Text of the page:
Chet Atkins (1924-2001)

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One of the finest guitar players of his generation, Chet Atkins helped to originate the "Nashville Sound" and played a vital role in turning Nashville, Tennessee, into the home of country music. In addition to his own performing, Atkins discovered and produced some of country music's greatest artists.

Early Career

Chester Burton Atkins was born on June 20, 1924, near Luttrell, Tennessee. Many members of his family played musical instruments, and his father made a living by teaching piano and singing with touring evangelists. Atkins's parents separated when he was six; they later divorced, and his father moved to Georgia. For the next several years Atkins's older brother, James, a working jazz guitarist who at one time played with guitar pioneer Les Paul, served as his younger brother's musical inspiration. The young Atkins quickly became a proficient guitarist and fiddler, and often played at local square dances. In 1936 he went to live with his father in Harris County, Georgia, in the hopes that the drier climate would ease his asthma. As he continued to improve his guitar and fiddle playing, Atkins learned to read music from his father.
Determined to become a famous musician, Atkins began his career at age eighteen, when he landed a job with the Knoxville, Tennessee, radio station WNOX as a staff musician. Over the next several years he worked with the country music acts Homer and Jethro and the Carter Family. A few of his instrumental tunes received some airplay during this time, namely "Galloping on the Guitar," and "Main Street Breakdown," both from 1949, but they did not become popular enough to allow Atkins to embark on a solo career, which was his real ambition. During the late 1940s Atkins balanced the demands of an itinerant musical career with a family. He married singer Leona Johnson in 1946, and the couple had a daughter, Merle, in 1947. In 1950 the Grand Ole Opry offered the Carter Family a spot on its roster of musical acts, and Atkins settled down, making Nashville his permanent home.

Nashville Years

Prior to World War II (1941-45) the Opry dominated Nashville's musical landscape, but in the late 1940s New York–based record companies, taking advantage of the growing number of country musicians who called the "Music City" home, began to establish divisions in Nashville. Atkins found steady work as a studio musician, playing on tracks by such legendary country artists as Hank Williams, the Louvin Brothers, Faron Young, and Webb Pierce. He developed a close relationship with RCA executive Steve Sholes, who quickly came to rely on Atkins's skills as both a musician and a session leader. By 1953 Atkins was producing recording sessions on his own.
RCA established its first Nashville recording studio in 1954 and put Atkins in charge of its daily operations. In 1956 he played on Elvis Presley's hugely successful RCA debut "Heartbreak Hotel," which secured Atkins's place within the company. Atkins became manager of operations at RCA in 1957 and soon convinced the company to build the legendary RCA Studio B, the first permanent record company office in Nashville.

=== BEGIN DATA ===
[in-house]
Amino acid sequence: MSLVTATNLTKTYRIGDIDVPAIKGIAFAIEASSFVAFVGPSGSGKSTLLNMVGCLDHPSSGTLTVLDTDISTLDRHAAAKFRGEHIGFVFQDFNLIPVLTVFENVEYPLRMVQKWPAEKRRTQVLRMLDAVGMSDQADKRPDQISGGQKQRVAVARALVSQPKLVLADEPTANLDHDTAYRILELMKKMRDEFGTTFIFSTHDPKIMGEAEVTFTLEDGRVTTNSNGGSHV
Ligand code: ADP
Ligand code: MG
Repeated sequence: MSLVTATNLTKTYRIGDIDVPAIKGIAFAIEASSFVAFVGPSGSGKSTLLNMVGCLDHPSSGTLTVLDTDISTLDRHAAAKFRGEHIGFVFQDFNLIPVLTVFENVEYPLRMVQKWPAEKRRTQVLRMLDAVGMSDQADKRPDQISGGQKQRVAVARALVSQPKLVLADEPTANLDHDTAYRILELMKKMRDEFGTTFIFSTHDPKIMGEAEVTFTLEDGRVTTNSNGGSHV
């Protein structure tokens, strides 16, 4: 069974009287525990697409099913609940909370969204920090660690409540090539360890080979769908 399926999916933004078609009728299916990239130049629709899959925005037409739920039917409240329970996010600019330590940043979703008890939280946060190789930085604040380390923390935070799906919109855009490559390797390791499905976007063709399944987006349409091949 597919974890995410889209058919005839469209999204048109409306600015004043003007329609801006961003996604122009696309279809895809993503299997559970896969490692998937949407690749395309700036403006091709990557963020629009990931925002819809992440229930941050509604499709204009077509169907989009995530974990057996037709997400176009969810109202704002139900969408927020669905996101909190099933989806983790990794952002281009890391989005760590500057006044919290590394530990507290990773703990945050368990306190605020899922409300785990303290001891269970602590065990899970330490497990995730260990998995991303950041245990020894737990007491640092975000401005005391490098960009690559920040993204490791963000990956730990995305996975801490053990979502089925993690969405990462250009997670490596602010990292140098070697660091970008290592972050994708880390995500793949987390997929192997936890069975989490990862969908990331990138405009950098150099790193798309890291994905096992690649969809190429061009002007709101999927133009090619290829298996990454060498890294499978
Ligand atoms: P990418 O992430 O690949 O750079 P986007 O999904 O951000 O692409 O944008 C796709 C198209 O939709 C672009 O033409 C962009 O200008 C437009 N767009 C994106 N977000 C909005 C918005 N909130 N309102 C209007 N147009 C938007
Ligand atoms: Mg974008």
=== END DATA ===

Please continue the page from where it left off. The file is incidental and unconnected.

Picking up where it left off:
It was in Studio B that Atkins helped create what became known as "the Nashville Sound." Responding to changing musical tastes and the dominance of rock and roll in the youth market, Nashville artists began recording a more sophisticated country music aimed at older listeners, who usually favored such mainstream crooners as Frank Sinatra and Perry Como. Relying on a small group of musicians called the "A Team," Atkins would often downplay or remove traditional country instruments from recording sessions, replacing them with strings and woodwinds. Although other Nashville producers were beginning to do the same thing, Atkins is credited with creating the first Nashville Sound recording, Don Gibson's 1958 hit, "Oh Lonesome Me."

Solo Career

The Nashville Sound proved hugely popular, and during the 1960s Atkins kept busy producing sessions for popular artists and signing new acts, including Waylon Jennings, Willie Nelson, and Dolly Parton. During this time he also embarked on a solo career, which slowly became his main pursuit after he began to remove himself from the business side of operations during the 1970s. Studio B closed in 1977, and Atkins spent the 1980s and 1990s making solo albums for Columbia Records. He died from cancer on June 30, 2001, at his home in Nashville.
During his lifetime Atkins received numerous awards and accolades. He was inducted into the Country Music Hall of Fame in 1973 and received nine Country Music Association awards for Musician of the Year over the course of his career. He also won more than a dozen Grammy awards, including a Lifetime Achievement Grammy in 1993. In 1995 Atkins was inducted into the Georgia Music Hall of Fame.
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Further Reading
Chet Atkins, with Bill Neely, Country Gentleman (Chicago: H. Regnery, [1974]).

Joli Jensen, The Nashville Sound: Authenticity, Commercialization, and Country Music (Nashville, Tenn.: Vanderbilt University Press, 1998).

Bill C. Malone, Country Music, U.S.A. , 2d rev. ed. (Austin: University of Texas Press, 2002).

Bill C. Malone and Judith McCulloh, eds., Stars of Country Music: Uncle Dave Macon to Johnny Rodriguez (Urbana: University of Illinois Press, [1975]).

Michael Streissguth, Voices of the Country: Interviews with Classic Country Performers (New York: Routledge, 2004).
Cite This Article
Huff, Christopher A. "Chet Atkins (1924-2001)." New Georgia Encyclopedia. 15 November 2013. Web. 20 December 2014.
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Courtesy of Hargrett Rare Book and Manuscript Library, University of Georgia Libraries